Tonight's Saturday Night Cinema is "Not Without My Daughter," a cautionary tale for infidel women. Love jihad. This film would never be made in today's sharia-compliant Hollywood.
In August 1984, Michigan housewife Betty Mahmoody accompanied her husband to his native Iran for a two-week vacation. To her horror, she found herself and her four-year-old daughter, Mahtob, virtual prisoners of a man rededicated to his Moslem faith, in a land where women are near-slaves and Americans are despised. Their only hope for escape lay in a dangerous underground that would not take her child...
"From the first day that he told me I couldn't come back, I considered myself a hostage," Betty writes. Mahmoody's husband separated her from her daughter for weeks on end. He beat her and threatened to kill her if she left the house or tried to call for help. One afternoon, Betty Mahmoody managed to slip away from the house unnoticed and went to the embassy for help. "When I told them my situation they said that from the moment I married an Iranian, I became a citizen under Iranian law. There was nothing they could do for me."
Several people sympathized with Betty's situation and offered advice. One person told Betty that an escape would be much easier if she left her daughter in Iran. Mahmoody never considered the option. She would not leave without Mahtob. Months went by and Betty Mahmoody watched her daughter grow more despondent and her husband's mood swings more severe. She continued to search desperately for a way out. Finally, someone agreed to help.
The escape route was risky and treacherous. Betty and Mahtob were driven at night from Teheran to the desolate mountains in the north. Once there, they hid out in a farmer's barn waiting for the most terrifying part of their escape. They now had to cross the ice and snow-covered mountains that border Iran and Turkey. "We had to walk up some of the mountains because they were too steep for the horses," Mahmoody explains. "And I was so exhausted. When we started to go up the last mountains my legs just gave out. I was paralyzed from the waist down." The guides dragged Betty and carried Mahtob the final yards to their freedom.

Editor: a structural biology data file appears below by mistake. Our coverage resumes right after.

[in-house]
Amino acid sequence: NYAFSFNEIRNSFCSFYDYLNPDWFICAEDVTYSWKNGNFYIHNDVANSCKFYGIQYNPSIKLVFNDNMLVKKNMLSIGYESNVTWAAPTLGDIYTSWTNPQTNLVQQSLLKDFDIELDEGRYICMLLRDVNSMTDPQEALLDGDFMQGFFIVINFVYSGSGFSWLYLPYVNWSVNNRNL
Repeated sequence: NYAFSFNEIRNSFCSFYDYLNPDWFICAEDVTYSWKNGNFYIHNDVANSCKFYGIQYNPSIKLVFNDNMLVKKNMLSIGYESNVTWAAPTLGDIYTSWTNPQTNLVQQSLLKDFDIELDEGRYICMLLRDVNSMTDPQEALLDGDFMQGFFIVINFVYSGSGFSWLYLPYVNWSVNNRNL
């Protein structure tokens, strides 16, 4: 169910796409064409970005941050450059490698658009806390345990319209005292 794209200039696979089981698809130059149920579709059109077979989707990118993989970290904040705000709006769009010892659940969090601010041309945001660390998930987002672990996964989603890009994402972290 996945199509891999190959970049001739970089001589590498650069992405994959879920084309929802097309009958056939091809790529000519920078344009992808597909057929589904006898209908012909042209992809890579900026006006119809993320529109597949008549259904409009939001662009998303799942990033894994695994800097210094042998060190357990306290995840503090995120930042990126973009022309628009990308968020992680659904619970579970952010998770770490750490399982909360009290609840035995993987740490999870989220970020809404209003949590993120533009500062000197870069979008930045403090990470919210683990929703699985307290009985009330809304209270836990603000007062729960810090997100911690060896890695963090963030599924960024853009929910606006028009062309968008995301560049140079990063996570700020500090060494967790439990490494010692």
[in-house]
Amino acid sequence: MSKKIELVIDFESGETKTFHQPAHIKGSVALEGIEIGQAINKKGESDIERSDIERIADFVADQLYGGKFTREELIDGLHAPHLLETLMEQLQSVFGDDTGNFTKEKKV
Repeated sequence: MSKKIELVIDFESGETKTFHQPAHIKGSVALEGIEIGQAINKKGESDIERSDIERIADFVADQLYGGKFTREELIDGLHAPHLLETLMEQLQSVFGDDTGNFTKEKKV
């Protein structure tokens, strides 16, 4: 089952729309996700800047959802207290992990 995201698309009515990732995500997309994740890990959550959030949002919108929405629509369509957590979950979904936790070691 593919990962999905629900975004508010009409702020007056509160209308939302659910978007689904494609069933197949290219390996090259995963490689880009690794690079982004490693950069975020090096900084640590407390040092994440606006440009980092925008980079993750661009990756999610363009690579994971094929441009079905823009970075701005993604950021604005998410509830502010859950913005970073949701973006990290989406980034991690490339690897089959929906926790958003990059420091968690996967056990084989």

Betty Mahmoody's story of fortitude during her two years in Iran is awe-inspiring. Betty and her daughter are happy now, although Mahtob still suffers some effects from the terrifying ordeal. They live in the U.S. under assumed names as Betty's husband still threatens to get Mahtob back. However, Betty is no longer afraid of him. "We have so much freedom. I want people to read this story and appreciate their freedom. When they see the American flag or the Statue of Liberty, I want those things to mean to everyone what they now mean to me."